Community and administration

Entries about Baha'i community life, about Baha'i administration, and about how the two intersect.

Can China Innovate Without Dissent?

ITHACA, N.Y. — Will China achieve technological dominance over the United States, surpassing us in scientific and engineering innovation?

A lot of people seem to think so. China’s recent landing of an unmanned spacecraft on the Moon, its advances in renewable energies and high-speed rail, its increasing number of patent filings and its vast spending on research and development have contributed to a perception — held across much of the world, according to a Pew Research Center poll conducted last summer — that China is poised to overtake America as the world’s leading power, if it hasn’t already done so.

Concern that China — home of landmark innovations like printing and gunpowder — might reclaim its legacy as a land of invention is voiced at even the highest levels of the American government. In 2011, Steven Chu, the energy secretary at the time and a Nobel-winning physicist, remarked on China’s dominance in the production of low-cost solar-energy cells, urging, “We really can and should take back this technology lead.”

{josquote}Almost all the paradigm-shifting innovations over the past few hundred years ... have emerged in countries with relatively high levels of political and intellectual liberty.{/josquote}

Americans shouldn’t be so worried. Yes, China has demonstrated skill in moving to higher-value manufacturing, and excelled at improving existing technologies, while producing them more cheaply. But it has not excelled in true innovation. (The first modern solar cell was invented in the United States.)

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Done Made My Vow to the Lord

The Universal House of Justice in 2012 described the Bahá'í Black Men's Gathering as "a vibrant and spirited enterprise, which has assisted contingents of African American men to deal with certain obstacles confronting them, to foster a sense of fellowship and kindle their faith and commitment to Bahá'u'lláh, and to encourage them to find an effective part to play within the recent series of Plans."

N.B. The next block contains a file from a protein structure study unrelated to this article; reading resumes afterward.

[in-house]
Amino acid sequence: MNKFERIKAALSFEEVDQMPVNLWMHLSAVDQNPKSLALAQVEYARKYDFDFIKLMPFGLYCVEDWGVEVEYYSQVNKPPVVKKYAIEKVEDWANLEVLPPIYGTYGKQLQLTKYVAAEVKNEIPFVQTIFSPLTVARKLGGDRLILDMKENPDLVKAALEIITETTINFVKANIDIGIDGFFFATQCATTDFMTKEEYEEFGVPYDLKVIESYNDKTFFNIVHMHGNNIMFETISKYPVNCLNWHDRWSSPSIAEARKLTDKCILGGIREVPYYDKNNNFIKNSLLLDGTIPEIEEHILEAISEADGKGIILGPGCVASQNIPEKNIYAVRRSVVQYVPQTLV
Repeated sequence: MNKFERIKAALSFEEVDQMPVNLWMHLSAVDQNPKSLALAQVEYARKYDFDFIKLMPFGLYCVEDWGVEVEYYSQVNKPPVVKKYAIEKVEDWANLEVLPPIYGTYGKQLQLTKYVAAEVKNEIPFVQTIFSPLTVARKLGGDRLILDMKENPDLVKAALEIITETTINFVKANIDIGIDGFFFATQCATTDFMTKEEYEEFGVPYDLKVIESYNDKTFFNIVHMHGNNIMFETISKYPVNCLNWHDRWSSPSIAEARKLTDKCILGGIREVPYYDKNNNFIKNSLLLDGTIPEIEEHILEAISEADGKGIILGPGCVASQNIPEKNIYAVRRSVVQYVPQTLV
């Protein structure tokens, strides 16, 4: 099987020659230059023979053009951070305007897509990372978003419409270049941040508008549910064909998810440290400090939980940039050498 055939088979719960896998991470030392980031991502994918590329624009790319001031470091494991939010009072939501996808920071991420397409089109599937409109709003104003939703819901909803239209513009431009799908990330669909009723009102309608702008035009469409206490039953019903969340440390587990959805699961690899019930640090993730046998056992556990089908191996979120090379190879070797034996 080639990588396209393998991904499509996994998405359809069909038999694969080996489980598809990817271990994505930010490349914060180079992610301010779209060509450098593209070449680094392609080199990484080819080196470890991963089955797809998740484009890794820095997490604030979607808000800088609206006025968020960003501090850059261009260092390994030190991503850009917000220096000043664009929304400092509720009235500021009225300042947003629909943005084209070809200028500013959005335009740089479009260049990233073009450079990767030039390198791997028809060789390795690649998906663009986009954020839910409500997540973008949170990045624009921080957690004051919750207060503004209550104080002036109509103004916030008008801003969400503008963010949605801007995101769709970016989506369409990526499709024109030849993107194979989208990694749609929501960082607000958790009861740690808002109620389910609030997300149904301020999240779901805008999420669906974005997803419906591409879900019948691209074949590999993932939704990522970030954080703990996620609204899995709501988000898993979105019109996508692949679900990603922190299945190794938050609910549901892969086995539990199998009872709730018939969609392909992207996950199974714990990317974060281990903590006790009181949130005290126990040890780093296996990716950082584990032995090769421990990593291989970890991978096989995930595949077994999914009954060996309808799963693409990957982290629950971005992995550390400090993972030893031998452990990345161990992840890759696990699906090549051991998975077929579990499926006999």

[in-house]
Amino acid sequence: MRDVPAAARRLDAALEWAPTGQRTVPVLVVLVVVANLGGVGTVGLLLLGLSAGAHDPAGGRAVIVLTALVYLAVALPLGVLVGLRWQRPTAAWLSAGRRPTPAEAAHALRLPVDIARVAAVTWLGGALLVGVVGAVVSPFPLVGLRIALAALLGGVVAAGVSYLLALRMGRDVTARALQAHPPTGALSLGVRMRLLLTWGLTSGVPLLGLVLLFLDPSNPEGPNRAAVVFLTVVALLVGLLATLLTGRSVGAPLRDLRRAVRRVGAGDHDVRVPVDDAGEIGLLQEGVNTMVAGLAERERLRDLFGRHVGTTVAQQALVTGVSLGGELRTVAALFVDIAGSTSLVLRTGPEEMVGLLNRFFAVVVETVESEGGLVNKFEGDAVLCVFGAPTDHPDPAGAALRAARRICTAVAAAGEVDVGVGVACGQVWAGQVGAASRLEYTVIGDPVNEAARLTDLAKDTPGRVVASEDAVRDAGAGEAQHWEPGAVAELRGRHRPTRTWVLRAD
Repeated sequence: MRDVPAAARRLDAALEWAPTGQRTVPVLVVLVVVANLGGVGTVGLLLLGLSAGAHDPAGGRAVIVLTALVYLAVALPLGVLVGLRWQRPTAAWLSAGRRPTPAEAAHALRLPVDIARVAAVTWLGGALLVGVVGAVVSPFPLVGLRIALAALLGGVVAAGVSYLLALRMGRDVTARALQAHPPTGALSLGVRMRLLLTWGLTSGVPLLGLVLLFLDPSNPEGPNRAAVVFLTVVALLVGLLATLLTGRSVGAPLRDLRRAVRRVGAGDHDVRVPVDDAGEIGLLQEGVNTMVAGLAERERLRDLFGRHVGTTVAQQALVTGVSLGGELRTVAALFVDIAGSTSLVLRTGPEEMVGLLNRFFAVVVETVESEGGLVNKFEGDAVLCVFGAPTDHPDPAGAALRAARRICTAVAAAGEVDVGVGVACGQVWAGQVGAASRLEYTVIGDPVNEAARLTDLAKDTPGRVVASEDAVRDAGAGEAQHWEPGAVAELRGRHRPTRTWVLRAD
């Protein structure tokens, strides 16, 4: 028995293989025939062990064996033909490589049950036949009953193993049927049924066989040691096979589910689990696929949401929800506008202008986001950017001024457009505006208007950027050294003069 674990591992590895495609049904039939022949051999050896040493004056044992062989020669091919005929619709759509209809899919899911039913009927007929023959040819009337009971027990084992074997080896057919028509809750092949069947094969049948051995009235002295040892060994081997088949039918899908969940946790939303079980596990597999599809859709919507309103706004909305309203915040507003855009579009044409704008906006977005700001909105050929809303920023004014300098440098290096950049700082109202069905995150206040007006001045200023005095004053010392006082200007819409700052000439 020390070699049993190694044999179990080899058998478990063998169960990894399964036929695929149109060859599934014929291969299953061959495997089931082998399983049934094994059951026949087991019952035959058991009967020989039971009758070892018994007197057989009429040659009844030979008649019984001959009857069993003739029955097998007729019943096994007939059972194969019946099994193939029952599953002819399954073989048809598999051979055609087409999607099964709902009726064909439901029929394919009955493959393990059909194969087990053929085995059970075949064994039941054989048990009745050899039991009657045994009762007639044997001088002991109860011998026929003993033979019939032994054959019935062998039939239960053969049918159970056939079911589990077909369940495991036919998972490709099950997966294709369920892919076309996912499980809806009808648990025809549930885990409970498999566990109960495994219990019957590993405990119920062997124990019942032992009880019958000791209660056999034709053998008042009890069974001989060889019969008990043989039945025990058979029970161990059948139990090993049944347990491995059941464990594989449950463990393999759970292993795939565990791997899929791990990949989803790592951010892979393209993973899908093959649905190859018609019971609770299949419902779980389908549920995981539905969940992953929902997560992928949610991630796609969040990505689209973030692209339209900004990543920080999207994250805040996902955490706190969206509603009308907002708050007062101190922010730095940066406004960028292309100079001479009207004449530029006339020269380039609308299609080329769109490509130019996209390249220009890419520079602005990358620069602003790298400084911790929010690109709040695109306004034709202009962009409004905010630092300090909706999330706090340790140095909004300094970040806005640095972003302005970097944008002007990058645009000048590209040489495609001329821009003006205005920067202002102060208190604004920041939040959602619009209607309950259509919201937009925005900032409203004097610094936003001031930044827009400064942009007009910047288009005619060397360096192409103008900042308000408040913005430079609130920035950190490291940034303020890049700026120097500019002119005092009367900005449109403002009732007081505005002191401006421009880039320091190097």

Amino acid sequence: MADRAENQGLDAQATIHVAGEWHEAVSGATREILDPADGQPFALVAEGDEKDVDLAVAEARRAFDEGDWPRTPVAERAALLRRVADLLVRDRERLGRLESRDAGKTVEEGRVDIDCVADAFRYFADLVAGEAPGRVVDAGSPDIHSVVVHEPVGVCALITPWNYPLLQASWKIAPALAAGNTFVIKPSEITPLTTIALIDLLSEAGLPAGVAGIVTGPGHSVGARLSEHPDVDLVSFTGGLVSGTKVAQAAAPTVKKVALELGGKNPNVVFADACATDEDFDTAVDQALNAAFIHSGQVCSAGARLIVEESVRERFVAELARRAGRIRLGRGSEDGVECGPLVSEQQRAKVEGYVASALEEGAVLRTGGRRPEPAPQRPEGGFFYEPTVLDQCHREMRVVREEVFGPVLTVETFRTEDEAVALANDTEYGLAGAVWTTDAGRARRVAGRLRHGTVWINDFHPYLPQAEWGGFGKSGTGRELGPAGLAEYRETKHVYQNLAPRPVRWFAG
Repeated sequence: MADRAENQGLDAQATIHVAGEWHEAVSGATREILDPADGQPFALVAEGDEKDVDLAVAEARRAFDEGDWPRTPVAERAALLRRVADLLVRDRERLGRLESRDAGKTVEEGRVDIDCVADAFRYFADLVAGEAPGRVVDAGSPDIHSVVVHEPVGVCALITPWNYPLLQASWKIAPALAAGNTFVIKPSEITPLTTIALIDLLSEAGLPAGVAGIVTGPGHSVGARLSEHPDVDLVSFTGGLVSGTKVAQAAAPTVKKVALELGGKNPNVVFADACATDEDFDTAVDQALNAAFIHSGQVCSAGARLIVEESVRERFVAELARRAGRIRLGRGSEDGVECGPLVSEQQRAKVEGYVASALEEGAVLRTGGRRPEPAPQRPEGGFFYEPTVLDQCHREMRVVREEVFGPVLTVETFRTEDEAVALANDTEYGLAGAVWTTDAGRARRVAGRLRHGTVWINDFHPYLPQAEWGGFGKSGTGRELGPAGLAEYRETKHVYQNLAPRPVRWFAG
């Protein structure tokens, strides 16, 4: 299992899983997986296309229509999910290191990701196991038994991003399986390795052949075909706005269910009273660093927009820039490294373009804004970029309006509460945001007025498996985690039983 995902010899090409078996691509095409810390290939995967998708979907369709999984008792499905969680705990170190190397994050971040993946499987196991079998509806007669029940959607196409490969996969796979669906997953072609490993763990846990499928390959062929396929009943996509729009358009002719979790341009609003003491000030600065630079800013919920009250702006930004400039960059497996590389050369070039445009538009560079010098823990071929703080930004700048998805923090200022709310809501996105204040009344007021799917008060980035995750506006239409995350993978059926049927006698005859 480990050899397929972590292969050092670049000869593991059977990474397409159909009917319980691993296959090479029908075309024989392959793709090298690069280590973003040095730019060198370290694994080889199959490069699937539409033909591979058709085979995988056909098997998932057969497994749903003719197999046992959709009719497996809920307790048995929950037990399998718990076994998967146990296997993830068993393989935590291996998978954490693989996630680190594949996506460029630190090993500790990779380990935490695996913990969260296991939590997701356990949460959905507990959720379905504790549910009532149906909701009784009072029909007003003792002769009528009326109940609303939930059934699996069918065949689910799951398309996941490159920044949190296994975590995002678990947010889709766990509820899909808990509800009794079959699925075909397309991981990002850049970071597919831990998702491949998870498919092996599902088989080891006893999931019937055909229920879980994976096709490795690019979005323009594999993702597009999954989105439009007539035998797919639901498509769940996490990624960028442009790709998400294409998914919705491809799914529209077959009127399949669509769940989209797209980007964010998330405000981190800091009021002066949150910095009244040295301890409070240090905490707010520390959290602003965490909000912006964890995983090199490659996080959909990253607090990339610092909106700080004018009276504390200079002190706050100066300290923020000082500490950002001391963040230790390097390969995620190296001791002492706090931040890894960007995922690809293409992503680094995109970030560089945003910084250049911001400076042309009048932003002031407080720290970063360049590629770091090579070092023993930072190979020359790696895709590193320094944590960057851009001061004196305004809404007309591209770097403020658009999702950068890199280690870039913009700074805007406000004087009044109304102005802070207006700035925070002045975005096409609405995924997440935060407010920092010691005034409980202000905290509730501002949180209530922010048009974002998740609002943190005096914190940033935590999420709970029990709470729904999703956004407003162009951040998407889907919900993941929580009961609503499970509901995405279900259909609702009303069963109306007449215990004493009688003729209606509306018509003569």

Done Made My Vow to the Lord shines a light on the accumulated knowledge and experience that continues to flow out from this Gathering.

Done Made My Vow to the Lord: The Bahá'í Black Men's Gathering 1987-2011 is an inspiring video production that features reminiscences of the annual conclaves that over the years drew in large numbers of believers from the far corners of the nation, supporting each other in the process of overcoming the grievous and slow-healing wounds of several hundred years of oppression. It follows some of those men's many services and global travels to spread the unify­ing teachings of Bahá'u'lláh.

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Compare this to what the House was saying in 2011 when it closed down the Black Men's Gathering.

Dr. Albert Lincoln steps down as Secretary-General of the Baha'i International Community

Joshua LincolnAlbert Lincoln

Bahai World News Service, September 30, 2013 [Updated Sept. 31]

The Bahai International Community, or BIC, is an international non-governmental organization representing the members of the Bahai Faith to the world. It could be called the external affairs organisation for the Bahais around the world. One of its most important branches is the United Nations Office. Dr. Albert Lincoln, a former lawyer, has been its Secretary-General since 1994, representing the Baha’i community in international fora and interactions with Government representatives, diplomats, high officials and leaders of thought from many parts of the world. On September 30, the Bahai International Community announced that he is to step down. He is succeeded as Secretary-General by Joshua Lincoln who has a Ph.D. in international relations and has worked for the United Nations.

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The Guardian and the Governor

{josquote}It matters because the real question is, can Bahais be trusted in public life?{/josquote}

Someone asked a question in the comments to this blog, which is so important I have decided to answer in a new posting. He asks whether a government leader [in Israel] who enrolled in the Bahai community would have had temporal authority over the Guardian, had the line of guardians continued, or would the governor have had to defer to the authority of the Guardian, as the head of the Bahai community?

The first part of the answer is, that a Bahai in a position of temporal authority can never be faced with that dilemma, since the scope of deliberations throughout the Bahai administration (the Administrative Order) is limited to spiritual matters (which includes administering the practical affairs of the Bahai community, which is a vehicle for the spirit). Abdu’l-Baha writes:

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